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Look for the Light

Weeping may endure for a night, but joy cometh in the morning.  Psalm 30.5 KJV

Photo courtesy of pixabay.In 1642, theologian Thomas Fuller stated, “The darkest moment is just before sunrise.”

Scientific evidence reveals it is midnight. However, during times of warfare—be it mind, soul, or spirit—the darkest hour is the hour the enemy seems to have an upper hand. With hope lost, we can’t see the sun on the horizon.

The majority of our day is filled with daylight. When you’re hurting, things seem to be more manageable during the day, but night has the darkest hours—and what feels like the longest. If you have been hurt, you know the feeling. You can’t sleep or even see past the night. The nights feel long, exhaustive, and excruciating—taunting us that light is just around the corner. Maybe it’s because night is quieter, nothing is on TV, everyone has gone home, and the phones have stopped ringing. Distractions have ceased.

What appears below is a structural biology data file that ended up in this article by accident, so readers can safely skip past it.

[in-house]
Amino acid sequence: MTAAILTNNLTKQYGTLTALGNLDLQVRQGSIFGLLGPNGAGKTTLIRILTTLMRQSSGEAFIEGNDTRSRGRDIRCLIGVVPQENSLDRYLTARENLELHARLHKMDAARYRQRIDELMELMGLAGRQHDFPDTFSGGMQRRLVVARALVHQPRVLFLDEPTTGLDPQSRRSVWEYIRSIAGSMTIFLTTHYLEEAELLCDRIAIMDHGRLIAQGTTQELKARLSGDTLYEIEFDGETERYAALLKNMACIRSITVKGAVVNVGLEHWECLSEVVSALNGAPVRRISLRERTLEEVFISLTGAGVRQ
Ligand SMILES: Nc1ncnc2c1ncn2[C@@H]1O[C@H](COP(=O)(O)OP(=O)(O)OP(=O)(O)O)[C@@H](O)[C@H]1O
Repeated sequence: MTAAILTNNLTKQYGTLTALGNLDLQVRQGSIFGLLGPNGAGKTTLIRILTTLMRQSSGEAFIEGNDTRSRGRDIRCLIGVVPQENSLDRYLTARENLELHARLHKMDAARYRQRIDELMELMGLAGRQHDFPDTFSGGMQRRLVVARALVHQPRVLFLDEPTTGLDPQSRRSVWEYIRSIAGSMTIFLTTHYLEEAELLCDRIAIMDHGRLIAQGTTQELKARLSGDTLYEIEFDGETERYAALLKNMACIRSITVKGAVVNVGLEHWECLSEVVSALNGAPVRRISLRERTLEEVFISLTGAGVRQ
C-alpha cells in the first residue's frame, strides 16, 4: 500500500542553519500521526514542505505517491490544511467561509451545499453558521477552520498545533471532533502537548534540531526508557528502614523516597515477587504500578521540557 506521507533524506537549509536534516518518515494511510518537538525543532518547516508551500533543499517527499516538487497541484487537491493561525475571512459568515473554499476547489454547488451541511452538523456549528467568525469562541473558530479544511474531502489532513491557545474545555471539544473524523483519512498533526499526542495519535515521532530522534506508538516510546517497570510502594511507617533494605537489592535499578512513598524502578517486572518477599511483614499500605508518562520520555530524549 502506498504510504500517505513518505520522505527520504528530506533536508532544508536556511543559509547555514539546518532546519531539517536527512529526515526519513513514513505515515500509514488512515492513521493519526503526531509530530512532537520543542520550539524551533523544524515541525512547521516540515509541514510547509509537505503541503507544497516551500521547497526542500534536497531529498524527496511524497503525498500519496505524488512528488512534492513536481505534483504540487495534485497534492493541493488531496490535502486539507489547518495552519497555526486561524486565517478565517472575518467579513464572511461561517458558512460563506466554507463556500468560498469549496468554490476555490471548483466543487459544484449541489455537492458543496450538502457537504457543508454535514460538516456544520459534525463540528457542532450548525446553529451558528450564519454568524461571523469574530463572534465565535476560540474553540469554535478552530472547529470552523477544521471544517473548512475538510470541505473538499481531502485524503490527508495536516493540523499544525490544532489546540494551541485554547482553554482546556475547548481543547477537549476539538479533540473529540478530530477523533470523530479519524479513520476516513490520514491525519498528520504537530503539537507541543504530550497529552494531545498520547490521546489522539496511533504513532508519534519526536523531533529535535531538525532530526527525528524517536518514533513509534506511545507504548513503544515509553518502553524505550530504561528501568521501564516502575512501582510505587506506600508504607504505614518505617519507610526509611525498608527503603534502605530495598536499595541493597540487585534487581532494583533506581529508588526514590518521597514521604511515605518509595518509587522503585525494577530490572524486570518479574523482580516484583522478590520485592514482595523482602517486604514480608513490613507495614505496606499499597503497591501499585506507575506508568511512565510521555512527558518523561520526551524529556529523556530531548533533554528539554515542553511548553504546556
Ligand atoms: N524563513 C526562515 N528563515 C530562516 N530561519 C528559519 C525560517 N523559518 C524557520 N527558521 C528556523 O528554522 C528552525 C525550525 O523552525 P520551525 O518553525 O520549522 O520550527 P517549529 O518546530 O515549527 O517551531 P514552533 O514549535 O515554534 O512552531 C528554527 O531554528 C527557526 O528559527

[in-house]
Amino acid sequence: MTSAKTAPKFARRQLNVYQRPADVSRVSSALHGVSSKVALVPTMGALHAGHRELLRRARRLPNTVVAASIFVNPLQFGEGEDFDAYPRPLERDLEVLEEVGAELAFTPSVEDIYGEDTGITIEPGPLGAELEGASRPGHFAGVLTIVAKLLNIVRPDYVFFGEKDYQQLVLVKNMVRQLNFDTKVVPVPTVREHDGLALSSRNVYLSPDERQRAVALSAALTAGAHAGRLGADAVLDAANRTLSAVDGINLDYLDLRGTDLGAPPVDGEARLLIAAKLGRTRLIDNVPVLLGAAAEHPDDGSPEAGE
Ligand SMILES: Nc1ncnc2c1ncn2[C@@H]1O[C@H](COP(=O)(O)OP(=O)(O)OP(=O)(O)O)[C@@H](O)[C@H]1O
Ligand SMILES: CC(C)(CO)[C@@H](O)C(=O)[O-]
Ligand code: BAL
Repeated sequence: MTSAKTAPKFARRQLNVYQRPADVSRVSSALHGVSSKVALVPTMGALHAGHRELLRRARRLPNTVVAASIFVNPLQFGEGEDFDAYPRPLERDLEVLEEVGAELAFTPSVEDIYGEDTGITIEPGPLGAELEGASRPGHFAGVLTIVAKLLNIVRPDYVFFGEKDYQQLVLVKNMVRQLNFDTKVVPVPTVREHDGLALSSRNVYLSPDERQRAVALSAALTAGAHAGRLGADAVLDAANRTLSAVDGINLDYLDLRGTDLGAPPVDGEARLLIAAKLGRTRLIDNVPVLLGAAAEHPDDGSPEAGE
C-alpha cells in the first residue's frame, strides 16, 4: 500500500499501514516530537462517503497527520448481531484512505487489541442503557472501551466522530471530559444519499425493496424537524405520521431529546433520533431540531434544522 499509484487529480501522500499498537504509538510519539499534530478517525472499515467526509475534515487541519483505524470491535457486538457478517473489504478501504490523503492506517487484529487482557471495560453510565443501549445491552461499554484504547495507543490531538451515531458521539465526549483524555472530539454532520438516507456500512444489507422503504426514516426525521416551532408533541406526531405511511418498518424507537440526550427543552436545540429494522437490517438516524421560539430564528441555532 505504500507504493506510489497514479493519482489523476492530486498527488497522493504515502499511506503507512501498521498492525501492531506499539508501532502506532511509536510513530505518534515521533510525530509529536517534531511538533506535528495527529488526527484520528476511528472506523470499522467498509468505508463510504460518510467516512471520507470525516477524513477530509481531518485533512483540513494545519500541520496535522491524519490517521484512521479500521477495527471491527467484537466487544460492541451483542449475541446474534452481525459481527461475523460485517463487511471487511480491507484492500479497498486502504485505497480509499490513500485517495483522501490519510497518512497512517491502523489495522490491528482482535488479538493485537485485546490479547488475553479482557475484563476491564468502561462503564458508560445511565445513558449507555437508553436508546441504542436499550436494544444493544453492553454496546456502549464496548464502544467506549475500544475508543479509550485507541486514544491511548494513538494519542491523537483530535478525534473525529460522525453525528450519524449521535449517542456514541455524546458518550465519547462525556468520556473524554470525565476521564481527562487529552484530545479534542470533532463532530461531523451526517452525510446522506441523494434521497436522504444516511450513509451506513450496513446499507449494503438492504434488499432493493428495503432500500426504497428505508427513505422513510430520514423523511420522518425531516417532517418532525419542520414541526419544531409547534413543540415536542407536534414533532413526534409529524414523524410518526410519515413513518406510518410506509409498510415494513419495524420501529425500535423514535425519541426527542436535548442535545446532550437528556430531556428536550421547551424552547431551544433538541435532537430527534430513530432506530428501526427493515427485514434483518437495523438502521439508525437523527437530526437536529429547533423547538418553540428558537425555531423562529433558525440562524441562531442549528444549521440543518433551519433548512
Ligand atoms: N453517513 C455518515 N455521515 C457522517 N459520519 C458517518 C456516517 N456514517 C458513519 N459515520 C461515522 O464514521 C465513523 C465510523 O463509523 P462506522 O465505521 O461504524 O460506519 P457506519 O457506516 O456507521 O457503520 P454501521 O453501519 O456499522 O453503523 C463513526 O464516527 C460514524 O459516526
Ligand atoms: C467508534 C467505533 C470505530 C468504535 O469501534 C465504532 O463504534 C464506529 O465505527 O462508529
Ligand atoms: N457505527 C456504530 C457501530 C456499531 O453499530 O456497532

Light is joy, peace, and victory. Light holds the answers to all the questions we ask in the dark. It may seem easier to deal with pain in the day, but that’s because we clean up, put a smile on, and cover our sorrow with pretty shiny bows. If that doesn’t work, we store our sorrow in a place called avoidance. But at night, those not-so-easy-to-look-upon failures and hurts reveal themselves all at once from the places they hid when the sun beamed high. This can seem unbearable.

Our warfare’s triumph is just before dawn. In dark times we believe night will be followed by more night—that it will never end. But the truth is night will always be followed by morning if you can endure the darkest hour.

Fight to endure the pangs of darkness. Look forward to the light waiting just around the corner—the light that has been in you the whole night.

(Photo courtesy of pixabay.)

(For more devotions, visit Christian Devotions.)

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Jennifer Gray

Jennifer Gray is a Thought Catalog published author of encouraging and thought-provoking material which she transcribes in an attempt to challenge the reader to seek truth, then change. She is the wife of a correction’s officer and the mother of four peculiar yet curious children. She is an investigative researcher, a philanthropist, a member of her local church’s street ministry, a drawing artist, a motivational speaker, and a singer. She finds that being among different people, changing environments, challenging cultures, and away from comfort zones provides for the healthiest research.